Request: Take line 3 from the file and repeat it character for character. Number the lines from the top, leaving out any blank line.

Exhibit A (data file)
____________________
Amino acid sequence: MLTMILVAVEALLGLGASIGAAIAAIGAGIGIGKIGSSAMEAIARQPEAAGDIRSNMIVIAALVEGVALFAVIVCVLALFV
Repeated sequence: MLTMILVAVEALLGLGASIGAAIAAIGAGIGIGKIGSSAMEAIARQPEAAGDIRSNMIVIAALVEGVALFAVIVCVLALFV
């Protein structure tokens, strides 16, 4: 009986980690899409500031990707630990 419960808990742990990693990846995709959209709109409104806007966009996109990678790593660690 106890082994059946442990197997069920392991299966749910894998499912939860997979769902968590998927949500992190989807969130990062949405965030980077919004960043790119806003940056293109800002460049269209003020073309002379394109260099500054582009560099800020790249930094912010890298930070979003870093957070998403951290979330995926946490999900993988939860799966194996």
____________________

């Protein structure tokens, strides 16, 4: 009986980690899409500031990707630990 419960808990742990990693990846995709959209709109409104806007966009996109990678790593660690 106890082994059946442990197997069920392991299966749910894998499912939860997979769902968590998927949500992190989807969130990062949405965030980077919004960043790119806003940056293109800002460049269209003020073309002379394109260099500054582009560099800020790249930094912010890298930070979003870093957070998403951290979330995926946490999900993988939860799966194996």